The year 2007 brought many changes to the data management area, one of which was a greater emphasis on alignment. Business and IT alignment, technology and application alignment, business partner to business partner alignment and vendor to vendor alignment were all hot topics.
This coming year will open up the age of convergence. While alignment is concerned with making sure the various constituencies are united to the same goals and end game, convergence brings disciplines together where the differences between the disciplines are merged into one blended solution.
In our industry, there has been a growing divergence causing areas that naturally fit together to be treated as distinct and separate disciplines. While this may work out well for some in the short term, in the long term the continued divergence will eat away at business value and ROI. The four areas that will see convergence are:
Enterprise performance management and master data management (MDM). Although the industry treats this as two distinct disciplines with their own methodologies, tools and implementations, in reality, they are two dimensions of an enterprise information management strategy. Without the key performance indicators (KPIs) of performance management, MDM becomes an exercise in data integration, and without MDM, performance management cannot achieve the promised enterprise level impact.
ETL and messaging. The reality is that ETL and messaging are two ways of achieving similar results, and they need to be driven by business requirements and ROI, not technical zealots. Sometimes the answer is not mutually exclusive, but mutually inclusive.
Business intelligence (BI) platforms and BI applications. The BI industry is moving through a similar change as the enterprise resource planning (ERP)/customer relationship management (CRM) marketplace did in the 90s. Instead of pure platforms, businesses are demanding a more application-based approach geared toward functional areas. Much of the divergence is based on the classic build-versus-buy argument. More likely the answer is not build versus buy, but build and buy, mixing prebuilt applications with scalable platforms.
Structured versus unstructured data. The integration of the two is moving directly to the front burner of businesses. As metrics are created and communicated, they tend to answer the what questions (what is my revenue, what is my customer churn, etc.). Conversely, the answers to the why questions (why did my revenue drop, why is my customer churn skyrocketing) often reside in the vast amounts of unstructured data. Answering the business questions will require a converged approach of structured, unstructured and semistructured data integration.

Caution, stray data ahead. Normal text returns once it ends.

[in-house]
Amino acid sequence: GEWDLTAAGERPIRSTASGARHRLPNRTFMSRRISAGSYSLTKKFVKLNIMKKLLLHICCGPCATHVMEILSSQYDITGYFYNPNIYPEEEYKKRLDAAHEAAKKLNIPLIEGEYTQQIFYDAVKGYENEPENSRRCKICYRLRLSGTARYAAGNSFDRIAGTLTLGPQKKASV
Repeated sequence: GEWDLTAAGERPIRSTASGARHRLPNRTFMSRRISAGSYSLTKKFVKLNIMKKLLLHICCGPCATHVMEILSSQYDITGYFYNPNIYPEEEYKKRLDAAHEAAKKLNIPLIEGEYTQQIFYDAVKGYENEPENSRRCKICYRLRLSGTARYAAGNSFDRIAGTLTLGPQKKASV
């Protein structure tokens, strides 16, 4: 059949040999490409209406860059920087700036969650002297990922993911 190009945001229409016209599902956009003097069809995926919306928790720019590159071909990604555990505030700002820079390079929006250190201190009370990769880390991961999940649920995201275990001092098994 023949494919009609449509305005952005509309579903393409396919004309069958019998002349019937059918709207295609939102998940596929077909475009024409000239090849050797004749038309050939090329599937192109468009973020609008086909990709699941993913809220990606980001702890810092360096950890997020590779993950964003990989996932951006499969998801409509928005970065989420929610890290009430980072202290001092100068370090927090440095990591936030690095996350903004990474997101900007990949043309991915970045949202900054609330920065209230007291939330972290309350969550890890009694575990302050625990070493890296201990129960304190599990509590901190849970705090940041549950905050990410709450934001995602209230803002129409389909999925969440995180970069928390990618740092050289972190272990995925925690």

Whether organizations have achieved alignment nirvana or not, they will be forced to move into the age of convergence. Driving this will be the metaconvergence of business and IT, and the catalyst for this convergence is governance, stewardship and change management and business wishing to further rein in and control IT. It can be thought of as an elongated response to the technical bloating of Y2K and dot-com run up in technology spending. Businesses have now seen that the only way to digest this technical mound is to have a structured, governed approach to managing IT.
This approach steps beyond alignment and into shared ownership and control. Governance, stewardship and change management strike at the heart of the chasm between IT and business, a kind of no-mans land that neither group owns or controls.
With the business metaconvergence driving organizational change, the various technically oriented convergences will be the result of natural progressions. For example, establishment of a data governance program will not try to unnaturally separate the KPIs from the master data. Instead, the governance and stewardship program will drive the technical convergence of these disciplines. In the end, all business data will fall under the governance and stewardship program.
Conversely, if the convergence of ETL and messaging is already underway, it will only further emphasize the need for an enterprise-wide, technically agnostic governance and stewardship program. Regardless of how the data moves, it all falls under the governance and stewardship umbrella.
Another important factor of the ecosystem is the top-down versus bottom-up approach to convergence. Functional areas can drive BI platforms and applications convergence. For example, the finance department embraces a BI application approach to accounts payable and spend analytics, but they do not want to take advantage of the existing BI platform infrastructure. The long-term success, though, will be driven from the top-down metaconvergence of business and IT through governance and stewardship. Thus, in this case, the bottom-up convergence drives a compelling need for business metaconvergence.
Each organization will tackle convergence in its own way. Throughout 2008, I will be examining the various convergences and their specific impacts on an organization. I will also be examining how this fits into an overall convergence ecosystem.
Welcome to the age of convergence.
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